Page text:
How to Become a Retail CPA

Read more from Allan Boress here and in the Truth Be Told About Business Development archive. 

Rick Strombeck, Orlando CPA, says that first-time CPA firm clients are the least desirable. He'd rather have clients who have been to other CPAs first. "Better to have them get familiar with our profession, and have their expectations adjusted from our peers, so they can appreciate us more." Spot on.

Ours is a "Retail CPA Firm," a term I coined to denote the difference in way we conduct our business as opposed to the usual firm. Our goal is to approximate the same powerful experience one receives by going to a premier retailer, such as Publix here in the Southeast, "Where Shopping is a Pleasure."

In fact, just this morning, we received the following unsolicited email from a client:

FYI, we received our tax package in the mail. You folks at Allen Boress CPA do an exceptional job and I thought you'd want to know how much we appreciate what you do. Many thanks!

I was fortunate to have been raised in various retail environments in childhood until well after I passed the exam at age 25. Starting at age 13, I started in what I had hoped would be my family's career path: Pharmacy. I loved working in the neighborhood drug store: I loved the smells and how the pharmacist helped people, giving advice one might get from a physician.

Next retail exposure was selling men's clothing in high school. In addition, both parents were retailers. I loved seeing the direct relationship between my behavior and dollars in my pocket. I worked at Dad's Formal Wear business and wound up owning a young men's clothing store in Chicago with two other CPAs, Jordy and Sandy Rubens of blessed memory. The retail industry infected my attitude toward my clients as a CPA.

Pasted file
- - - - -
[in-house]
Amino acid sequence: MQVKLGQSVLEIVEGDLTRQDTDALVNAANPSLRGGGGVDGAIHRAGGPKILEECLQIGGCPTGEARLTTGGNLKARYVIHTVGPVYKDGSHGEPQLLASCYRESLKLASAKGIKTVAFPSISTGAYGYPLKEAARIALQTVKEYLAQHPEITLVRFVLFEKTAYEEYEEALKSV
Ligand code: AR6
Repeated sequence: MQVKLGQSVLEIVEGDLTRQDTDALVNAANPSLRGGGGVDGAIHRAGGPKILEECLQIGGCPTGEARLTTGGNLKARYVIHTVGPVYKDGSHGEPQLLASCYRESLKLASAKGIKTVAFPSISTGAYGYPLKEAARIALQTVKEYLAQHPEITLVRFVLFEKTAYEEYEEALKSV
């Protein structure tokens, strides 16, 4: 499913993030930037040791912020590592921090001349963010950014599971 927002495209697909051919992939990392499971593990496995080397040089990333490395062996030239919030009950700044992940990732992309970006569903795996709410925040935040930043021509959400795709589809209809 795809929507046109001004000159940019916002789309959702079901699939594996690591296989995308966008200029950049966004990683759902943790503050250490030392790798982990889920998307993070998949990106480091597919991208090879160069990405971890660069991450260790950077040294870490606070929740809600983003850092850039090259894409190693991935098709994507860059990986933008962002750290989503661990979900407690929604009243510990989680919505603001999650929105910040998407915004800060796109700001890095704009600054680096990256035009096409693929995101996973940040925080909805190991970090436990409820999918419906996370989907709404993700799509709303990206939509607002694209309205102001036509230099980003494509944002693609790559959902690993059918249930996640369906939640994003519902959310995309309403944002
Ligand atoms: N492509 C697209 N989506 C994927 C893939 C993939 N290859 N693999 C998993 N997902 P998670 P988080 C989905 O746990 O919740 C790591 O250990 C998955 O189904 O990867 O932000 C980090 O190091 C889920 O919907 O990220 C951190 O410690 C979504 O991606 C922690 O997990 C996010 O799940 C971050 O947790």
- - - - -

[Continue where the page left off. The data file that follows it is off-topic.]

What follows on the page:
Retailers have a completely different outlook on the client servicing and retention process. Successful ones always put their feet in the shoes of the buyer, in order to make and service the sale. This is contrary to the consensus of clients we've picked up from other CPAs over the years. Most CPA firms appear more concerned with getting the work out and charging the most possible, rather than of being of service to the client.

Typical feedback came most recently when I was at my physician's office. She is one of the single most prominent and best-known people in her profession in our target market. As it was immediately after April 15, she commented on how glad she was to get her taxes done in a timely manner and appreciated the way we deal with her—as she does with her own patients.

Then she related her previous CPA relationship. I have heard variations of the same stories repeated by different clients over the years, and will listen as if I have not heard it before. It is part of the Retail CPA Philosophy: we actually listen to and communicate with our clients. I knew it would make her feel better to get it off her mind.